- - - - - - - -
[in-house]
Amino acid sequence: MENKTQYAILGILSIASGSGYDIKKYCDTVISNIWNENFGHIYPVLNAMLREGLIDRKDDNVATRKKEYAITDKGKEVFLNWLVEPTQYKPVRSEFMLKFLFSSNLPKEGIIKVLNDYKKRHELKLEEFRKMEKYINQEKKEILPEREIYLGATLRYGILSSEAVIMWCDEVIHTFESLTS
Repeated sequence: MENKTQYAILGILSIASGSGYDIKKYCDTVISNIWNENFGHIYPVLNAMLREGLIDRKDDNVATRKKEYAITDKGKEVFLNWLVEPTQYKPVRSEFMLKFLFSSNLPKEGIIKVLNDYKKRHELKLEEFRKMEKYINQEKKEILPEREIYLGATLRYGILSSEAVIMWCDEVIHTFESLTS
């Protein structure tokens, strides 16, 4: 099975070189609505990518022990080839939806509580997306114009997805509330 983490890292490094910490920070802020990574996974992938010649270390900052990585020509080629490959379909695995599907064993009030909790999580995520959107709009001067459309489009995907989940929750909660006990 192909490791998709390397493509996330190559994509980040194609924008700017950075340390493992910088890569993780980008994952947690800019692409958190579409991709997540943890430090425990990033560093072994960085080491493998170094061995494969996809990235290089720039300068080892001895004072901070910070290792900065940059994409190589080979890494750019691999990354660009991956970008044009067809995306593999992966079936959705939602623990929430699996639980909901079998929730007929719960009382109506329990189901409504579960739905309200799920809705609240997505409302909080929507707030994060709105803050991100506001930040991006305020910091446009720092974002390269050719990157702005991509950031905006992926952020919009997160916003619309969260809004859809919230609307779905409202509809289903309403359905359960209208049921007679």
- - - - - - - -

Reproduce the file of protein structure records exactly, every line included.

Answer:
[in-house]
Amino acid sequence: MENKTQYAILGILSIASGSGYDIKKYCDTVISNIWNENFGHIYPVLNAMLREGLIDRKDDNVATRKKEYAITDKGKEVFLNWLVEPTQYKPVRSEFMLKFLFSSNLPKEGIIKVLNDYKKRHELKLEEFRKMEKYINQEKKEILPEREIYLGATLRYGILSSEAVIMWCDEVIHTFESLTS
Repeated sequence: MENKTQYAILGILSIASGSGYDIKKYCDTVISNIWNENFGHIYPVLNAMLREGLIDRKDDNVATRKKEYAITDKGKEVFLNWLVEPTQYKPVRSEFMLKFLFSSNLPKEGIIKVLNDYKKRHELKLEEFRKMEKYINQEKKEILPEREIYLGATLRYGILSSEAVIMWCDEVIHTFESLTS
């Protein structure tokens, strides 16, 4: 099975070189609505990518022990080839939806509580997306114009997805509330 983490890292490094910490920070802020990574996974992938010649270390900052990585020509080629490959379909695995599907064993009030909790999580995520959107709009001067459309489009995907989940929750909660006990 192909490791998709390397493509996330190559994509980040194609924008700017950075340390493992910088890569993780980008994952947690800019692409958190579409991709997540943890430090425990990033560093072994960085080491493998170094061995494969996809990235290089720039300068080892001895004072901070910070290792900065940059994409190589080979890494750019691999990354660009991956970008044009067809995306593999992966079936959705939602623990929430699996639980909901079998929730007929719960009382109506329990189901409504579960739905309200799920809705609240997505409302909080929507707030994060709105803050991100506001930040991006305020910091446009720092974002390269050719990157702005991509950031905006992926952020919009997160916003619309969260809004859809919230609307779905409202509809289903309403359905359960209208049921007679």